BY NORM BRODSK Y
Norm Brodsky is a veteran
An M.B.A. in the Butcher Shop When not
entrepreneur. He is laying the
groundwork for big things.
to join the family business; hiring the right
No. 2; and how to focus on two things—the
present and future—simultaneously
I grew up in a family business that I absolutely love. It’s a
butcher shop, and I’m the fourth generation. For many years,
I tried to work with my dad, but we’re both strong willed, and
I decided to follow my own path and went for my M.B.A.
Today, I work for a large financial institution. About four
years ago, I moved back to Detroit to be closer to my family.
I have been able to get more hands-on with Dad’s business,
and now he wants me to buy it. And I want to buy it. The
problem: I make a nice six-figure income that I can’t afford to
give up. I also like working from home, as I do now. My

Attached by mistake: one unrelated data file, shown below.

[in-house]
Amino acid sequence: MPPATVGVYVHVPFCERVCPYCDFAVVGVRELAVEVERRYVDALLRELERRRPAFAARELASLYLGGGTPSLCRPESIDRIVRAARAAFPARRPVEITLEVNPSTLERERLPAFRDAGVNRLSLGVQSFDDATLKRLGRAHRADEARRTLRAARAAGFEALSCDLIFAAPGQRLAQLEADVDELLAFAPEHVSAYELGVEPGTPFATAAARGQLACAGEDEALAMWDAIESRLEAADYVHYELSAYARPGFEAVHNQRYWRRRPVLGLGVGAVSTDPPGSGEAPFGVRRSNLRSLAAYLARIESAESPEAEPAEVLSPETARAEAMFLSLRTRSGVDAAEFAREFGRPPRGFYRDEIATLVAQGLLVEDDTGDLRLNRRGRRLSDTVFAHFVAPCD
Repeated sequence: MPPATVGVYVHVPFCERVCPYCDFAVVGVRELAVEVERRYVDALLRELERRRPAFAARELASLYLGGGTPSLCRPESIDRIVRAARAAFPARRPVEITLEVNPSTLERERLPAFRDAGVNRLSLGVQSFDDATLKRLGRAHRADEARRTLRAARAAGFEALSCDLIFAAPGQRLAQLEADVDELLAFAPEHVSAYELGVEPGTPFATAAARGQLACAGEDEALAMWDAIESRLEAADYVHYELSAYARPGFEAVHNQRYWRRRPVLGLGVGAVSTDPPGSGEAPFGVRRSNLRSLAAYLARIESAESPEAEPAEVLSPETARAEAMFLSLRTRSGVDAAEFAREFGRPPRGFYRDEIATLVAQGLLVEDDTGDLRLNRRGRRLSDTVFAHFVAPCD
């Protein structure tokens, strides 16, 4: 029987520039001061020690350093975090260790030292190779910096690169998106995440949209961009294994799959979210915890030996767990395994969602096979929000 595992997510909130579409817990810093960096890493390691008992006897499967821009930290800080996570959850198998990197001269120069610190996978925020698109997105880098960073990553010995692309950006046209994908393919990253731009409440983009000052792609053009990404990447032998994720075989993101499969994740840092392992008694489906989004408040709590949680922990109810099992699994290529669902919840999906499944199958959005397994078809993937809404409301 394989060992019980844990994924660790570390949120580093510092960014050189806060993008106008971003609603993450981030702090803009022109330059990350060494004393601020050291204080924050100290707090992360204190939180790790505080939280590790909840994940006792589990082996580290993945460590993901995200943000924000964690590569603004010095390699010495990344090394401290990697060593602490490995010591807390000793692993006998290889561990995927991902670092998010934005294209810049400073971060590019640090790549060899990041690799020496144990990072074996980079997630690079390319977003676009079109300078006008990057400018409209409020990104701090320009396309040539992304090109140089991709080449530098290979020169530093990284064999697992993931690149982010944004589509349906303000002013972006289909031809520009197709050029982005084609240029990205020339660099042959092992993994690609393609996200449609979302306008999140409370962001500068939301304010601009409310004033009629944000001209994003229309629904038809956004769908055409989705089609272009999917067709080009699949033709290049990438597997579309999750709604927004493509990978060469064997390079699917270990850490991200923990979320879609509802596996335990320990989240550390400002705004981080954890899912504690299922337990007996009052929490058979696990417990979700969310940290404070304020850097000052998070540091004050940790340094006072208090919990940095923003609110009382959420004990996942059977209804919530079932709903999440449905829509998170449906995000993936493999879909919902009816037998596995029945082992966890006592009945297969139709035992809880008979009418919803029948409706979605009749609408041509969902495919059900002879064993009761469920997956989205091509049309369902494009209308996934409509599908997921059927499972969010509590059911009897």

dream would be to keep my job but buy out my parents so
they’d have some money to retire on. I’d be in charge, but
I’d let them continue to work part time. (My mom still runs
the office.) The problem is, I have no idea how to value the
business, pay for it, expand it, and run it from home.
—Jeff evans, Marketing and OperatiOns
richMOnd Meat packers, richMOnd, Michigan
You always face the challenge
of keeping your emotions from
getting in the way of making
sound business decisions.
Those emotions are especially
strong when you’re dealing with
family issues. I was worried
that Jeff Evans was about to
make a bad decision based on
his emotional attachment to a
business that has been in his
family for four generations.
My specific concern had to
do with Jeff’s idea of trying to
run the family business on a
part-time basis from his home
while keeping his full-time job
as an account executive for a
major financial company. In
my experience, it almost never
works to run a business like
this one—a multigenerational
mom-and-pop that relies on a
personal touch—on a part-time
basis. If you’re not on the scene
full time, seeing what’s going
on as it happens, you miss
things that you should be
factoring into your decision
making. As a result, you wind
up making mistakes that you
could have avoided.